need for amino acids / nitrogen

How to prevent unwanted weightloss, and/or even gain muscles
thea
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need for amino acids / nitrogen

Postby thea » Sun 31 Dec 2006 09:13

I've just reading the book of Stanley Burroughs, and when I read the chapitre about protein, I disagree with Stanley Burroughs because it's not scientific at all. What do you think about this article ?

HOW DO I GET MY PROTEIN?by Stanley Burroughs
Often the question is asked about the need for amino acids, and animal protein foods. The need is highly exaggerated as only 16% of our body is protein. The answer to the question is very simple. We first need to understand that pure protein is primarily nitrogen, with oxygen, hydrogen and some carbon. We all know we get a large share of our oxygen and hydrogen needs from the air along with some carbon. There is four times the amount of nitrogen in the same air as there is oxygen, hydrogen and carbon combined. Since we are able to utilize and assimilate a large amount of our needs of these elements into our bodies we are able to assimilate and build the nitrogen also into our bodies as protein. This is done by natural bacteria action which is capable of converting it to our use.

From the combination of the best of foods and clean air we are able to create our own amino acids, just as well as the animals do. We never try to feed amino acids to the animals. Thus we are able to eliminate the need for toxic dead animal flesh and have no further need to worry about our constant source of protein. Eat only the best variety of fruits, berries, nuts, vegetables, seeds and sprouted seeds for a further complete source of protein.

People who smoke cannot pick up the nitrogen from the air so easily, but will still get enough from proper food without the use of animal flesh. For your well being, however, elimination of smoking is a must.

Many people believe that eating meat gives them strength. If this is so, then why are the strongest animals in the world vegetarians? Did you ever stop to think that the animals you do eat are vegetarians? Where did they get their strength? All the meat-eating animals find it necessary to sleep 16 to 1 hours daily because of excess toxins. The meat eating animals live a very short life. God has supplied such a bountiful supply of fresh, wholesome food that there is never a need to kill an animal for its more toxic flesh in our modern civilization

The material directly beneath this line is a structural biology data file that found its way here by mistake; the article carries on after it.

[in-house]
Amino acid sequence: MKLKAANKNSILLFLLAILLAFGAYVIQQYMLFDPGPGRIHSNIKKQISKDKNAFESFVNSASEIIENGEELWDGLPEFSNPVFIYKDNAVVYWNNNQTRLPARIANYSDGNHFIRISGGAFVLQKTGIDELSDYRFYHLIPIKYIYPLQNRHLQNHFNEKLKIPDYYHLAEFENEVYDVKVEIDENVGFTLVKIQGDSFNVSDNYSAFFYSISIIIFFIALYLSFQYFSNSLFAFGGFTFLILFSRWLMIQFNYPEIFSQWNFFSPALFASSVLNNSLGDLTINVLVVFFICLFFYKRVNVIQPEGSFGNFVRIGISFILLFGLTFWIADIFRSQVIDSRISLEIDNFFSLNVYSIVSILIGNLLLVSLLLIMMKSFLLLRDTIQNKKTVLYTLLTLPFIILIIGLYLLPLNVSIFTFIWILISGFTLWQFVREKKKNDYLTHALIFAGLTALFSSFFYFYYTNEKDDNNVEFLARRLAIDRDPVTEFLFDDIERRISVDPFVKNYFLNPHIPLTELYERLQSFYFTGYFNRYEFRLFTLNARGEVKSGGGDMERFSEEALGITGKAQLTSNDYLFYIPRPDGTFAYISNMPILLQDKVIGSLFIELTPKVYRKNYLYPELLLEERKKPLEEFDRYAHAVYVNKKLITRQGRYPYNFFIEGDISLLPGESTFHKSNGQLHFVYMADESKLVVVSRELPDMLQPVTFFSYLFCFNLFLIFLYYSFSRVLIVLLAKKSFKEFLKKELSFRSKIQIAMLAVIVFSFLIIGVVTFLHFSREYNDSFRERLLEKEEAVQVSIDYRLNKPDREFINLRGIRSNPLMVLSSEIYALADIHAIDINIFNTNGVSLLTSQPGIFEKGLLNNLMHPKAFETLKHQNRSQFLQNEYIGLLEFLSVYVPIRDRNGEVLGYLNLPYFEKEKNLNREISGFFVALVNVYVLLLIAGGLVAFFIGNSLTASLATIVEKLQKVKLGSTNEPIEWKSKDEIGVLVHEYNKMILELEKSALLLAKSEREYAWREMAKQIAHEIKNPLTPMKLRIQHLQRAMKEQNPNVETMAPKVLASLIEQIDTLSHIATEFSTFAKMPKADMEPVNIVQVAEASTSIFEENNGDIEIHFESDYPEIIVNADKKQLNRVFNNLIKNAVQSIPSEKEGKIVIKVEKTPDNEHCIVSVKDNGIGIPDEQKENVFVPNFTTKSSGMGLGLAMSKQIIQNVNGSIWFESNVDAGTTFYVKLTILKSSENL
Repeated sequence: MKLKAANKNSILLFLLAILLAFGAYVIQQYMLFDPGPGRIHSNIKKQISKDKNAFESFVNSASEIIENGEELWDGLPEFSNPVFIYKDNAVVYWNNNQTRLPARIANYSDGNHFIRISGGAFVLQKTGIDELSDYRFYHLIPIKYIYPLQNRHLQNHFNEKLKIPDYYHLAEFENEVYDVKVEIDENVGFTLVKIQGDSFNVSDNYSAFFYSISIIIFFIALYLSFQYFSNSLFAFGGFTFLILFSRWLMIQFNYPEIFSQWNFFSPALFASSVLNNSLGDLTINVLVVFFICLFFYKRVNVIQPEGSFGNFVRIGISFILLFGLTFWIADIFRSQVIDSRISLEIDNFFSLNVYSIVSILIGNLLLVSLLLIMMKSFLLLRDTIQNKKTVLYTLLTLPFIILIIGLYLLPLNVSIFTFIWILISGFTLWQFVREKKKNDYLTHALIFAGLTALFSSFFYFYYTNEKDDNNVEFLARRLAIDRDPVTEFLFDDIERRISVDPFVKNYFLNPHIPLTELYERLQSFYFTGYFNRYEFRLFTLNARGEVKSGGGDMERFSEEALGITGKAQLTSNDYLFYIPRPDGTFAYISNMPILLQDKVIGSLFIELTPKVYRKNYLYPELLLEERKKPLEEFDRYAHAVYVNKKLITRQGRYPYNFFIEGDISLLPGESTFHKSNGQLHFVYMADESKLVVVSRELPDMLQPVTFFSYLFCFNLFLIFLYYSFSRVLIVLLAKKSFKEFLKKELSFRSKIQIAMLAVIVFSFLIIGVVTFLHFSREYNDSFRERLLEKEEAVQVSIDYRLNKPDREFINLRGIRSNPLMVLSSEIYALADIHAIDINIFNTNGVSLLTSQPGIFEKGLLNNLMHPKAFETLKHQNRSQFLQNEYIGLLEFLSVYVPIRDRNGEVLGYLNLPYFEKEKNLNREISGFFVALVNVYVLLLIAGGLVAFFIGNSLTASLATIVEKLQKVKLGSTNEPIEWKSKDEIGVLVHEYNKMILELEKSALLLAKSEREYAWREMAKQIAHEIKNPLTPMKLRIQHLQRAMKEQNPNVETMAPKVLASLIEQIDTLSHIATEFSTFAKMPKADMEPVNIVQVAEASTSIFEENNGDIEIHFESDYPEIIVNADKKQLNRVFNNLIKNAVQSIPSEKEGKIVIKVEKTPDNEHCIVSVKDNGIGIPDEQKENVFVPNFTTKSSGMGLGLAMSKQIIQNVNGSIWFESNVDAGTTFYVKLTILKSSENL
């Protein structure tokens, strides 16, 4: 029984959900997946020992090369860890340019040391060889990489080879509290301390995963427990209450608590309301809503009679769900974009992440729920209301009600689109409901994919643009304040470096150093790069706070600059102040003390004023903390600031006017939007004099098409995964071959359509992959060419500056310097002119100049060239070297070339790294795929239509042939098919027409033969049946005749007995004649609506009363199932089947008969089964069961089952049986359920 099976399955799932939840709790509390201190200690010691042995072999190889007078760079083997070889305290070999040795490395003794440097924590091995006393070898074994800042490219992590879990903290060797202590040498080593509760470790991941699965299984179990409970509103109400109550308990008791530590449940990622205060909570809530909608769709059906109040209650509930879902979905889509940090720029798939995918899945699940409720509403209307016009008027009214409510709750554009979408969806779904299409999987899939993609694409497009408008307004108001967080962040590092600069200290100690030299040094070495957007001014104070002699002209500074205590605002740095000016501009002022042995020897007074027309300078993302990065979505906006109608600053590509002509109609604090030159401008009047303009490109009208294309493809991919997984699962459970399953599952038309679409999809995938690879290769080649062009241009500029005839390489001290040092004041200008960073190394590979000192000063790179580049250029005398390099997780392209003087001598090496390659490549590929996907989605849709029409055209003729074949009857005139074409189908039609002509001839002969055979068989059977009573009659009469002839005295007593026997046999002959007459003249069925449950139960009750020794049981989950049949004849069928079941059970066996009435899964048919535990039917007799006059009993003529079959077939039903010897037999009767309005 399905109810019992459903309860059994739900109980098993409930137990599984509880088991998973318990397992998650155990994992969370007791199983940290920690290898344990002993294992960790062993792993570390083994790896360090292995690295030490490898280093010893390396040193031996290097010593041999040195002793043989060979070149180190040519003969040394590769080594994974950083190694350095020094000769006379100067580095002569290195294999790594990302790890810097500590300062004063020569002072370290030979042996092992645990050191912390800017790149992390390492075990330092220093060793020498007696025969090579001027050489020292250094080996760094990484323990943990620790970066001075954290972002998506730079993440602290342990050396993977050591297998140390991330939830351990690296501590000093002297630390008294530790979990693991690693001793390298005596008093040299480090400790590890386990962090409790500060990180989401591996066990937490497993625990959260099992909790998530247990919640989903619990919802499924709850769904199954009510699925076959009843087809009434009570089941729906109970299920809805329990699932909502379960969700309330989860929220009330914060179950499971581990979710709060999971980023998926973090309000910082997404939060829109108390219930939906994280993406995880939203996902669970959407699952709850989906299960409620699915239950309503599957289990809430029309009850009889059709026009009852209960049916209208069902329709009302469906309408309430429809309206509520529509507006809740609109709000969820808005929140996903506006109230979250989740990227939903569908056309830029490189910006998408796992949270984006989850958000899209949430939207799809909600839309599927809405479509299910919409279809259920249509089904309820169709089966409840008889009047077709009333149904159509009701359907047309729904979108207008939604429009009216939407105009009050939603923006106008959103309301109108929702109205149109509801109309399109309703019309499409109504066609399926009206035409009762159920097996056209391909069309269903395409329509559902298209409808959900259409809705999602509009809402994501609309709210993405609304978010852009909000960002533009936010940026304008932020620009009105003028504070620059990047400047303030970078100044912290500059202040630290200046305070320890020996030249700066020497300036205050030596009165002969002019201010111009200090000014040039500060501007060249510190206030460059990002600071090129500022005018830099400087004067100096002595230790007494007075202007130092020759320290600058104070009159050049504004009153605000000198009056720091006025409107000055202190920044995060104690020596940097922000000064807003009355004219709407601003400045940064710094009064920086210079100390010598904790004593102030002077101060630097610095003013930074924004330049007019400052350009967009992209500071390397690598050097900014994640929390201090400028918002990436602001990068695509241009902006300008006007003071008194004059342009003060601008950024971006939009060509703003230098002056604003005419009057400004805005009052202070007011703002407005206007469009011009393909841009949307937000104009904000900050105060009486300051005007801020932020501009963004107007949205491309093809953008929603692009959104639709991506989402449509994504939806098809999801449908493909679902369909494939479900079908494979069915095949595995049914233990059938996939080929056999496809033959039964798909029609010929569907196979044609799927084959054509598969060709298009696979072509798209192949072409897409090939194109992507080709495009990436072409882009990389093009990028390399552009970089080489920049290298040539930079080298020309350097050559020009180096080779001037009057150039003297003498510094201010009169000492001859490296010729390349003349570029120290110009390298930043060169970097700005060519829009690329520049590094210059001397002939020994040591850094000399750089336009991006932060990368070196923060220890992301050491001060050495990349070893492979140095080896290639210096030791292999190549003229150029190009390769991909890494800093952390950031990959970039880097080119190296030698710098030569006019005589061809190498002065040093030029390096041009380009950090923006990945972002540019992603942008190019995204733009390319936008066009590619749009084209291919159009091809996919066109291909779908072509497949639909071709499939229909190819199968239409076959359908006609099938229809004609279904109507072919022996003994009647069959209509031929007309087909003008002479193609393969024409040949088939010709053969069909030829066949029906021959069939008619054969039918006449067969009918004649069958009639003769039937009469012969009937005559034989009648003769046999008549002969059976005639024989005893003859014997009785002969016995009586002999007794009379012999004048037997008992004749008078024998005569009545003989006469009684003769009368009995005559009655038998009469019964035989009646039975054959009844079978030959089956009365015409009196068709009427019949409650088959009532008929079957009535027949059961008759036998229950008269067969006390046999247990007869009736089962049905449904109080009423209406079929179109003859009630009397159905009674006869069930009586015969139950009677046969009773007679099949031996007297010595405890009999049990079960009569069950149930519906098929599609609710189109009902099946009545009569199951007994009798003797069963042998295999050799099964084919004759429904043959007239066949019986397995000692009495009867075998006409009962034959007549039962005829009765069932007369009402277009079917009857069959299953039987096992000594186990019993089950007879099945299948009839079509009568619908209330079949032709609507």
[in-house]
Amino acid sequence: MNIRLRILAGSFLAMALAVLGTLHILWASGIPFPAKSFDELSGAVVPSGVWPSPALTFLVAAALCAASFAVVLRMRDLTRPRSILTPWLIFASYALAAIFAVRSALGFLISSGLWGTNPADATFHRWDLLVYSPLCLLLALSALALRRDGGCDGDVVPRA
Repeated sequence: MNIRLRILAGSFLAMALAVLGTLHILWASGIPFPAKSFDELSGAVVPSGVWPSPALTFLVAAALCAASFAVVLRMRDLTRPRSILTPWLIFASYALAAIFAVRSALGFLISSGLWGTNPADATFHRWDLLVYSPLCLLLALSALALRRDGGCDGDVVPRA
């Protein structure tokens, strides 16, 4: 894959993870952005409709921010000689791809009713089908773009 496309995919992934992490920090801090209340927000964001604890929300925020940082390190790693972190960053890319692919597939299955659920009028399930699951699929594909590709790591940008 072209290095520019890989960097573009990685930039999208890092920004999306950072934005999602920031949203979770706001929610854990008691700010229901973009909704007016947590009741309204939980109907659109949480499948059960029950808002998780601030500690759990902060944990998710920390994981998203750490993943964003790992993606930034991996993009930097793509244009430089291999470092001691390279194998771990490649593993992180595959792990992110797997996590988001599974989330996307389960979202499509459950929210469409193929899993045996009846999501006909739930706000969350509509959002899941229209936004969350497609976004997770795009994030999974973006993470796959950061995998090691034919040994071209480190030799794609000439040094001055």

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Oscar
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Postby Oscar » Sun 31 Dec 2006 12:31

I think he's right in some aspects, but wrong in others. Our needs for protein are low, but we also consume animal protein for omega-3 fatty acids. Eating fruit alone will give us enough protein (given the right combination), but getting protein needs out of air sounds quite farfetched to me.
thea
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Postby thea » Sun 31 Dec 2006 16:15

Oscar wrote:I think he's right in some aspects, but wrong in others. Our needs for protein are low, but we also consume animal protein for omega-3 fatty acids. Eating fruit alone will give us enough protein (given the right combination), but getting protein needs out of air sounds quite farfetched to me.

Thank you Oscar.
I eat every day some fish (200 gr) with 5 raw yellow eggs and nuts and fruits and vegetable I train only 2 time a week on musculation.
Can I lower my protein intake or my program is correct ? Thank you for your suggestion.
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RRM
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Postby RRM » Tue 02 Jan 2007 10:59

The amino acids that we can make ourselves (from nitrogen) are non-essential amino acids. Since most of the protein ingested cannot be utilized for constructive purposes, we always have plenty of nitrogen to make non-essential amino acids. In fact, there is always too much nitrogen, which is therefore excreted as ureum.

So, we dont need nitrogen, but essential amino acids.
In fact, regarding optomizing the utilisation of protein, we need those essential amino acids that are the least abundantly present in our diet (methionine / cysteine, followed by phenylalanine / tyrosine).

How much protein you need (beyond biological needs) totally depends on how much muscle volume you want. For this you need to experiment; how much can I decrease my protein intake without losing musclevolume?
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Oscar
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Postby Oscar » Tue 02 Jan 2007 13:13

Biological needs also depend on height and weight (and muscle mass). Eating vegetables might change the equation of nutrients, because of the anti-nutrients they contain.

Like RRM said, experimentation is needed, but I don't think you need to be too worried about not getting enough protein at the moment (unless you're a giant bodybuilder ;)).

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